Chiseled to Perfection: Into the Creative Mind of Digital Sculptor Mr. Leon Enriquez
Zbrush artist Mr. Leon Enriquez is an Overseas Filipino with no sob stories to tell. What he has is expertise that has been wrought by continuous study and experience. And much like Filipino artists who are genuinely concerned not only of his craft but of his community, Mr. Enriquez aims at nothing but constant growth.
Looking through his portfolio is proof of this. His works on anatomy invites awe; his creature concepts, fresh. describing his body of work as impressive would be an understatement.
Xeno Creatives (XC): We understand that being an artist such as yourself, you start with the very basic of tools for honing your craft. As such, what processes did you have to learn, given the technical know-how needed for Zbrush, to be well-versed in your discipline?
Mr. Leon Enriquez: It was in the year 2000, I still remember working with patch modeling with NURBS in Maya 4.5. Back then modeling was not as easy as how it is today. Computers were not as powerful compared to what we have now. And software tools were so limited. I guess what I gained from that primitive digital modeling age was patience. A lot of it.
Then around 2007 I heard about Zbrush. I was in awe after watching the demo. Unfortunately most local production houses were skeptical about its capabilities during that time. With that, I was not successful in convincing my former employer to purchase a license. I started using the demo version and I think that was Zbrush 2. I instantly got hooked and explored its capabilities. Mudbox has some good features but as of now Zbrush is my weapon of choice.
XC: When did you realize that you wanted to pursue this medium? Did it start off as a want or a necessity?
Mr. Enriquez: I always wanted to sculpt at a very young age. My first production sculpt was something that was not released. It was back in 2000 when I sculpted this creature designed by Deane Taylor (art director for nightmare before christmas) using Super Sculpey. From there, I went on sculpting personal stuff using Sculpey. Most of them were comic book characters and Brothers Quay-inspired. Digital-wise, my first Zbrush sculpts were personal stuff.
XC: What other subjects are you interested in, or concepts that you would want to explore through Zbrush?
Mr. Enriquez: Almost anything that involves design I think. But mostly, I prefer human anatomy and just creating my own creature or just doodling some forms.
XC: In your spare time, what pieces do you create?
Mr. Enriquez: Being a dad of a toddler it is very hard to find “spare time”. But usually after my daughter falls asleep I spend about two hours doodling around if I still have the energy.
I often do my own creatures during my spare time if I’m not studying Anatomy; just anything to get me out of the production box. I recognize that anything you do inside the production will always be a team collaboration, thus it will not be your 100% call in any aspect. Doing my own thing is like meditation for me.
XC: Have you tried your hands into other media? If so, what was it?
Mr. Enriquez: Traditionally and digitally, yes. Right now I’m planning to try doing things in clay and occasionally, I play around with Mudbox as for me it has a better camera and material plus I love some of its tools and features as well.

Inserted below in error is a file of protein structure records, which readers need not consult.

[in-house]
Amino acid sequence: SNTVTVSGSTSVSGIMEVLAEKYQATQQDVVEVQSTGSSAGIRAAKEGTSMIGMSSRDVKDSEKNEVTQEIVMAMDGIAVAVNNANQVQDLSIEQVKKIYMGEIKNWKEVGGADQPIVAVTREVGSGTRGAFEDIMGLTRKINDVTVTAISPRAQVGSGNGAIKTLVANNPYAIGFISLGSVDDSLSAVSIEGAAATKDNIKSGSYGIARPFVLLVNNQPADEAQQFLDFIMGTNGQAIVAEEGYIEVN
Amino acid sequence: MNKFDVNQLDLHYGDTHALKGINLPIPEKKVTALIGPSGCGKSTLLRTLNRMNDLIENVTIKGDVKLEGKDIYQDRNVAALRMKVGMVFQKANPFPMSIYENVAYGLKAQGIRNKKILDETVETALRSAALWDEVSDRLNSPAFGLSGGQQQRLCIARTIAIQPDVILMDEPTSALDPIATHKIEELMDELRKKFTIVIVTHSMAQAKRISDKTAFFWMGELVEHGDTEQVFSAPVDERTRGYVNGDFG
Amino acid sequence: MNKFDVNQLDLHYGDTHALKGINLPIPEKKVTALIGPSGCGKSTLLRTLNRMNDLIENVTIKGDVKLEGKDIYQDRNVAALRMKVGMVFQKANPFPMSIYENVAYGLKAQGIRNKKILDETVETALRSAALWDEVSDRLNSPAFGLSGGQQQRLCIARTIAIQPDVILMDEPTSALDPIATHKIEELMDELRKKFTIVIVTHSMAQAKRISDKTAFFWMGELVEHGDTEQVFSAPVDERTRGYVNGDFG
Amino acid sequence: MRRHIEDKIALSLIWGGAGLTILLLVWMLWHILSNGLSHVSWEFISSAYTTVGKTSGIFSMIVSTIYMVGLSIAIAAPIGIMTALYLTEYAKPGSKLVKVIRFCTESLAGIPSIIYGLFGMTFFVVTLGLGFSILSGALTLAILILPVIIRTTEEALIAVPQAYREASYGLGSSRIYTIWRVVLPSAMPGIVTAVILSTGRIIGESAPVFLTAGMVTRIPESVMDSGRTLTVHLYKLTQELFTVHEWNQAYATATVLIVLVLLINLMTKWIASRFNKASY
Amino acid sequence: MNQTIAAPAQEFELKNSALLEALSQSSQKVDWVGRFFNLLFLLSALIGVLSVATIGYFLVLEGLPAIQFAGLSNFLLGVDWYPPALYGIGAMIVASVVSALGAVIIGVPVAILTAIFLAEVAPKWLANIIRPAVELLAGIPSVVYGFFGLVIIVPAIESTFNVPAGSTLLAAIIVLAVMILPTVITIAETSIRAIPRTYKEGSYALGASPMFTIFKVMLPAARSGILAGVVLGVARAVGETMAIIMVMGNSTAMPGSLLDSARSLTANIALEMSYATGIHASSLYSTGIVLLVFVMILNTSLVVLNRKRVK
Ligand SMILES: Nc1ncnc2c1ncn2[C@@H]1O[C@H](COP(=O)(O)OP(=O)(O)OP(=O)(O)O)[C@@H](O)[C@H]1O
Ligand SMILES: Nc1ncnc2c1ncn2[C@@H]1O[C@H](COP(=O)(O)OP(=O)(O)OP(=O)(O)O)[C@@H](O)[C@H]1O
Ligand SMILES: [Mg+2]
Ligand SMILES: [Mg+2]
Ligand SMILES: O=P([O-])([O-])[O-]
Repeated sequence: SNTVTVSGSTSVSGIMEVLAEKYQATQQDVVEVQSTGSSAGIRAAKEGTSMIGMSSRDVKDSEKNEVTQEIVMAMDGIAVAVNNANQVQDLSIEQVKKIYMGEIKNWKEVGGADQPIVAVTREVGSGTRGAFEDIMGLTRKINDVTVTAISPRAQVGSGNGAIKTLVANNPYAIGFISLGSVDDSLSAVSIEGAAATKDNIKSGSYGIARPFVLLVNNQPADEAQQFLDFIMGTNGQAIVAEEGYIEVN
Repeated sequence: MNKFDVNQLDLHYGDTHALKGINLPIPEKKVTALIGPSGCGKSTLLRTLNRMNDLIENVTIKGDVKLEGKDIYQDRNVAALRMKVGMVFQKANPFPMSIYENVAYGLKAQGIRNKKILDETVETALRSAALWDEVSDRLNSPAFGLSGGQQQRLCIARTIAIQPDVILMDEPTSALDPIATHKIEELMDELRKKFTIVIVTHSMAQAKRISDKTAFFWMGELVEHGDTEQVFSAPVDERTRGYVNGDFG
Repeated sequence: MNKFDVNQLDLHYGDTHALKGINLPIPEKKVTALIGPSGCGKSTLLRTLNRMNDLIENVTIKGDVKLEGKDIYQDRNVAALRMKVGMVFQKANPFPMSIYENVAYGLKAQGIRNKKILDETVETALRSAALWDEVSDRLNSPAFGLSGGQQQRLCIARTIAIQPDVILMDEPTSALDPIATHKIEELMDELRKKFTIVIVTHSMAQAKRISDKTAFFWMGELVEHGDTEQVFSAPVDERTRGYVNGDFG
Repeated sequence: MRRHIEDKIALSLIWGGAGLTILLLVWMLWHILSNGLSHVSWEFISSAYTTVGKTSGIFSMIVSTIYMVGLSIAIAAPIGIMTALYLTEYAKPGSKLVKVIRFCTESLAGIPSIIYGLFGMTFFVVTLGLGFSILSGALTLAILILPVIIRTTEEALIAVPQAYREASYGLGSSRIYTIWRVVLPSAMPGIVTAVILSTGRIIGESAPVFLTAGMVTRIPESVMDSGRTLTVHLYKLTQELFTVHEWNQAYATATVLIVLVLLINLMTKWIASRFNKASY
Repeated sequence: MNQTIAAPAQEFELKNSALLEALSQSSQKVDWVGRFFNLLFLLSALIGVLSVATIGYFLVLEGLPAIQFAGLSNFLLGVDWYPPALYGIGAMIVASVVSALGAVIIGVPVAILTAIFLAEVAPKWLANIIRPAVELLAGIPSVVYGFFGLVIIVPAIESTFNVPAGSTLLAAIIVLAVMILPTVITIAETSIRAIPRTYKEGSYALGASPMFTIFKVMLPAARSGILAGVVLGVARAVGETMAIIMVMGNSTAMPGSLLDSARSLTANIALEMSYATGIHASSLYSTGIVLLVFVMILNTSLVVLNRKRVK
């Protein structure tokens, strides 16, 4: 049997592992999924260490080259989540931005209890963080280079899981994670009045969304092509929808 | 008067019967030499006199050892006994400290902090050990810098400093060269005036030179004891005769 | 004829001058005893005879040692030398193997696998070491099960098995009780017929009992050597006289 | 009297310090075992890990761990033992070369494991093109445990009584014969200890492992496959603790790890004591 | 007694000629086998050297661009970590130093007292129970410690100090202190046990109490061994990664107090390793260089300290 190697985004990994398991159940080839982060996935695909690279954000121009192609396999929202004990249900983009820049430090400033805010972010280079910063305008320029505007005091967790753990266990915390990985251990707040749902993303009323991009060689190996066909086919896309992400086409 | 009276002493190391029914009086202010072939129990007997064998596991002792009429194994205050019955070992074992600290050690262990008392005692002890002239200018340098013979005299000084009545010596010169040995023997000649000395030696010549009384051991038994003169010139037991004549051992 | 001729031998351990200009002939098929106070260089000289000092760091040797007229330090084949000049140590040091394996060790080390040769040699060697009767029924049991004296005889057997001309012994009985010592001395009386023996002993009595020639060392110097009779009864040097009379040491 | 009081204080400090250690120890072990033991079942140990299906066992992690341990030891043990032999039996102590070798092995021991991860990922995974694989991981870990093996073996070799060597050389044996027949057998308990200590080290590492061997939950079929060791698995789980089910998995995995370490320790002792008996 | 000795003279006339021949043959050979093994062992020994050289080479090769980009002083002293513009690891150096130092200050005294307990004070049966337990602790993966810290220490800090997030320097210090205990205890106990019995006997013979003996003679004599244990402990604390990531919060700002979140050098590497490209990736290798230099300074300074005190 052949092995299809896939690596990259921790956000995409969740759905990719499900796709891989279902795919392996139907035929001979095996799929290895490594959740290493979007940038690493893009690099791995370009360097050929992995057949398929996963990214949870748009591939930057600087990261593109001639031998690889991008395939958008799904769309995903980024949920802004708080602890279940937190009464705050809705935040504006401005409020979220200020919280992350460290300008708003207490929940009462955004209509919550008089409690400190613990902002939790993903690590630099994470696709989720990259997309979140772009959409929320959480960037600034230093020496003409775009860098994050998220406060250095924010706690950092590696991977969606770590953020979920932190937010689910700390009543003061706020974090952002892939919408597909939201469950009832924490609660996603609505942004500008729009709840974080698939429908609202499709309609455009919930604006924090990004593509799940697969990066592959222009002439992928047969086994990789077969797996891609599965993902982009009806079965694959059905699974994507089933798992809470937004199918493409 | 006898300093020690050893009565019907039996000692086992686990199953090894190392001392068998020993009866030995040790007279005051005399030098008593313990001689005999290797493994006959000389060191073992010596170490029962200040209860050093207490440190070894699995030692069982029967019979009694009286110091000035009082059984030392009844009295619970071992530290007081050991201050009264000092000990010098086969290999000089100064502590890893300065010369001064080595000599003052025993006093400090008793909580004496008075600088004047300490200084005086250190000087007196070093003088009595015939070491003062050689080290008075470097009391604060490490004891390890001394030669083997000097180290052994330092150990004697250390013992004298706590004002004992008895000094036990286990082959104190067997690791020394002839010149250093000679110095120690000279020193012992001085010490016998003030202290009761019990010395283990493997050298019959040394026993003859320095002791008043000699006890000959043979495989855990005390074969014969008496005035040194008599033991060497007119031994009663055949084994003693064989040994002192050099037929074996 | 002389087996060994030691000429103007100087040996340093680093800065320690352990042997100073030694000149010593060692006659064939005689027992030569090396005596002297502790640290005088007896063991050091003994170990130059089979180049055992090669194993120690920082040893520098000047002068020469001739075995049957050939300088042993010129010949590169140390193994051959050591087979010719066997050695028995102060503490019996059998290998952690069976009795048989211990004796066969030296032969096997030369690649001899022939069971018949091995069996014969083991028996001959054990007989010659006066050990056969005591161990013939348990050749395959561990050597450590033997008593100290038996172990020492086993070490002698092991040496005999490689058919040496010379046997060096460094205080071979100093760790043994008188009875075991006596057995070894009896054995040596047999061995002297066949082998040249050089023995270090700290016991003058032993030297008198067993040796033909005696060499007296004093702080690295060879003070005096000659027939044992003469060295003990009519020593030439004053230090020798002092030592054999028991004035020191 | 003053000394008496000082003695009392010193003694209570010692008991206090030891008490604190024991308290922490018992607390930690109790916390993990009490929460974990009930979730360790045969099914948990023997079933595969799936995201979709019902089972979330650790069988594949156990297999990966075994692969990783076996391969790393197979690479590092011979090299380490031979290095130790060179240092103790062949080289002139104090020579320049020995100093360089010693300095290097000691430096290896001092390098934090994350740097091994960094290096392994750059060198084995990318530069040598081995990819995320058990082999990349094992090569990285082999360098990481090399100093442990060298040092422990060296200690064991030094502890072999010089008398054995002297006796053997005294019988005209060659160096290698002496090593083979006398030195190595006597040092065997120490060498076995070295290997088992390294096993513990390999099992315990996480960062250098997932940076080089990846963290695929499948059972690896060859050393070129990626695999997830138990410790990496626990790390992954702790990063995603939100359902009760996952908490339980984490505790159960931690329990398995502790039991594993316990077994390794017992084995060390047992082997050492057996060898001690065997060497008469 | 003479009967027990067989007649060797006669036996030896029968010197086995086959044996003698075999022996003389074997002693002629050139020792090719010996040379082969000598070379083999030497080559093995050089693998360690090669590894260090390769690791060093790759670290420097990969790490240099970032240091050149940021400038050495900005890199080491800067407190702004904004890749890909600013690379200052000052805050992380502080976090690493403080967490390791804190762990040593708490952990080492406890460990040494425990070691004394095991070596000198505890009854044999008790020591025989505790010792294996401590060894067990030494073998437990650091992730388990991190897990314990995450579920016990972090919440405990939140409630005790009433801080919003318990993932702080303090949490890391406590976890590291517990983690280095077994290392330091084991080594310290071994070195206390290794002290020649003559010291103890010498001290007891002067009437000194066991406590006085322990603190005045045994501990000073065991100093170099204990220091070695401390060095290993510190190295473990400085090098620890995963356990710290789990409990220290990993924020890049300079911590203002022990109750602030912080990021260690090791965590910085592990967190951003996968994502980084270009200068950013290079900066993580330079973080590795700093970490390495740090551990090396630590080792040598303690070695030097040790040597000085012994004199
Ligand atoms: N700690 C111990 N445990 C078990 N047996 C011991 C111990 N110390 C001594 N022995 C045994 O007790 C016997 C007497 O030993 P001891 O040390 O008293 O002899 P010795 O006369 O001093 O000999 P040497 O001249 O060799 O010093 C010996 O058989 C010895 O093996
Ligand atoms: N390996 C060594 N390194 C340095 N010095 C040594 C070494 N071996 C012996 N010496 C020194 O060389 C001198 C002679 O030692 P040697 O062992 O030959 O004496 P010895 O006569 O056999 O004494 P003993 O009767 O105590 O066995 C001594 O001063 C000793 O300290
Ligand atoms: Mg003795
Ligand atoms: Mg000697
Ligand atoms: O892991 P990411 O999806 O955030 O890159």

XC: If you weren’t doing what you’re doing, what do you think you’d be specializing in?
Mr. Enriquez: I’d be a musician maybe. I miss having a band. My entire high school and college life was all about music. Now that I live in the UK, I observed that most people here are very inclined to music and I think they have the sense of respect to individuality and self-expression. I think this is vital to an artist’s growth. Whenever I go to pubs or just even walk on Central London I see a lot of good musicians playing their own thing.
XC: As an artist, do you see the Philippines as fertile grounds for your craft/discipline to advance further?
Mr. Enriquez: There is a massive amount of Filipino talents locally. But most of them carry on with their careers outside the Philippines.
Since 1999 to 2013 I’ve worked with different companies and talents in the Philippines. I think one of the biggest problems that the industry is facing is budget and timeframe. Which I guess VFX and gaming is all about nowadays. And of course chances are, big companies get big artists. Well, not always though (smiles)
It is very interesting how different studios overseas work on the same project. Where as locally, it’s often, if not always, a “one stop” project.
On the brighter side, big companies are starting to recognize the Filipino talents. One of them is Ubisoft Philippines. I’m hoping that someday there will be more investors coming over and I hope artists think collectively with regard to self-respect and mutual goals toward the development of both the industry and my fellow artists.
XC: Do you see yourself as one who contributes to the Philippine art scene through this medium?
Mr. Enriquez: It depends on how one considers the Philippine art scene. But personally, when I get to inspire people, it makes more sense to what I do rather than just creating art.
XC: Where do you see yourself in the coming years?
Mr. Enriquez: Whenever I’m ready I might gather some good artist friends and teach. Or do farming maybe.
XC: What piece of advice or message can you give young aspirants wanting to enter the industry?
Just do what you have to do. Relax; enjoy life. It’s too short! But seriously, keep on learning. Avoid making the same errors. Do not be lazy and keep your feet on the ground.
I also suggest to start creating a portfolio and monitoring your improvements.
Dedicated and a true believer of the craft, Mr. Leon Enriquez is a genuine vanguard of the industry that aspirants should strive to learn from.